The San Diego Union-Tribune quoted Rep. Hunter as stating, "The law is very explicit. This is an emergency. It is bigger than any natural disaster San Diego has had to face." Rep. Bilbray reportedly commented that, "No one in his right mind can point to San Diego and say the rates have been fair," adding that FERC has the authority to order forfeiture of power generator profits if rates are proven not to be just and reasonable. Rep. Filner was quoted as stating, "This is not a question of supply. This is a manipulation of the market." Rep. Filner also termed actions by power generators "criminal."

The state Public Utilities Commission (PUC) last week approved an emergency rate cap for San Diego, and state-level actions will result in much of the costs being deferred. However, Governor Gray Davis noted in a September 12 letter to FERC that "No combination of state actions can substitute for federal action to ameliorate the problems in California's wholesale markets." PUC Commissioner Loretta Lynch commented that the state's electric utility problem has cost "billions of dollars."

Experts note that the California problem represents only a temporary market failure. Competition created by electric utility industry restructuring is encouraging development of new generation sources, and myriad new plants are under development, which will equalize market forces until supply more closely meets demand. But most of this new generation is still a few years from coming online, and California, its citizens and its utilities run the risk of further price gouging by opportunistic generators.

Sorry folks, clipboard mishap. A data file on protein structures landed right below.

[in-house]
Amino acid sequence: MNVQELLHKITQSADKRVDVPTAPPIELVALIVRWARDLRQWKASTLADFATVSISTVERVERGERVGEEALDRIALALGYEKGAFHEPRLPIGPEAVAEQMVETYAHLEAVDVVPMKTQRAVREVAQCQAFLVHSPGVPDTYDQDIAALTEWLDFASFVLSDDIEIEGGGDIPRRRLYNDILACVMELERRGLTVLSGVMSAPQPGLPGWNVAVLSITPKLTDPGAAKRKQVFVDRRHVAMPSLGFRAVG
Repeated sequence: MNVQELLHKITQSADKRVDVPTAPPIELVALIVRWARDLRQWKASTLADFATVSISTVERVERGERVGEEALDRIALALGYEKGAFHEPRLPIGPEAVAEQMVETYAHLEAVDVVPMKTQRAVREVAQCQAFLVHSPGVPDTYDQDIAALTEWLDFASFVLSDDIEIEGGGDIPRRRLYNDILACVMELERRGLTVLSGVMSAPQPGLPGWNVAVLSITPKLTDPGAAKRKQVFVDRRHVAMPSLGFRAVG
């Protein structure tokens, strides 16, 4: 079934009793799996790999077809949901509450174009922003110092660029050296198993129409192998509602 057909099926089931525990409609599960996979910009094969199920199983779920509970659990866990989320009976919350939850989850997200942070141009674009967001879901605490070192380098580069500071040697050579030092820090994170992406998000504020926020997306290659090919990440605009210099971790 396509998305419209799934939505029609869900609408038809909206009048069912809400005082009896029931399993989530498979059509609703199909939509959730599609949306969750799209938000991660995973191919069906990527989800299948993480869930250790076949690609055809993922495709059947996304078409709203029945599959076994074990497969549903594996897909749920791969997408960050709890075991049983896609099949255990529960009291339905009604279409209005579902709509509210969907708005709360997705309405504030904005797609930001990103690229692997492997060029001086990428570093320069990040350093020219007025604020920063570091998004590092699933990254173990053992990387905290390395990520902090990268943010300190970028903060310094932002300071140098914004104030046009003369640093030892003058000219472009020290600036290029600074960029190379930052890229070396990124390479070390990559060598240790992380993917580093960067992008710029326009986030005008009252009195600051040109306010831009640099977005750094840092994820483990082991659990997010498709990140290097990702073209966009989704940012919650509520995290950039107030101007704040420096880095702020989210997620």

On Tuesday, September 12, FERC held a hearing of its own to investigate the matter. Governor Gray Davis testified that despite various recent state efforts to mitigate the damage, including rate stabilization and speeding the licensing process for new power generation facilities, "the fundamental problem of exorbitant wholesale prices still exists and remains the responsibility of [FERC] to address."

Governor Davis concluded his statement with "FERC bears the responsibility under its organic act to assure just and reasonable wholesale electric rates. FERC bears responsibility to ensure that a workably competitive market exists before California consumers and California's economy are subjected to unconstrained, market-based electricity prices. Consequently, I renew my prior request that the Commission act with utmost speed to intervene to the fullest extent possible to restore wholesale prices to fair levels and to remedy harms that have resulted from the exercise of market power."

However, only one of FERC four commissioners appeared convinced during Tuesday's hearing. Only Commissioner William Massey publicly expressed his belief that the rates have been unfair. If three of four commissioners were to find that rates were unfair, both future and retroactive relief could be available to California ratepayers.

Addressing FERC, Sempra Energy CEO Stephen Baum added that, "If ever there was a case for you to use your remedial powers, including the refunds of excessive charges, this is it."

The electric rates issue is impacting more than just San Diego. While San Diego Gas & Electric is the only company now operating in a fully deregulated market, power generators are also charging these exorbitant rates to the state's other utility companies, and the economic impact of this transfer of wealth from California to other states will surely be felt at some stage.

 

R&D Dear Colleague Letter Circulating

Reps. Bob Matsui (Sacramento) and Nancy Johnson (CT) are again circulating a Dear Colleague letter calling for signatures in support of permanently extending the Research and Development (formally, the Research and Experimentation) tax credit. The letter will be sent to Chairman Bill Archer (TX) and Ranking Member Charles Rangel (NY) of the Ways and Means Committee. It urges them to include in the "first appropriate tax vehicle" language permanently extending the R&D credit. Last year, through Reps. Matsui's and Johnson's efforts, the credit was extended to June 30, 2004.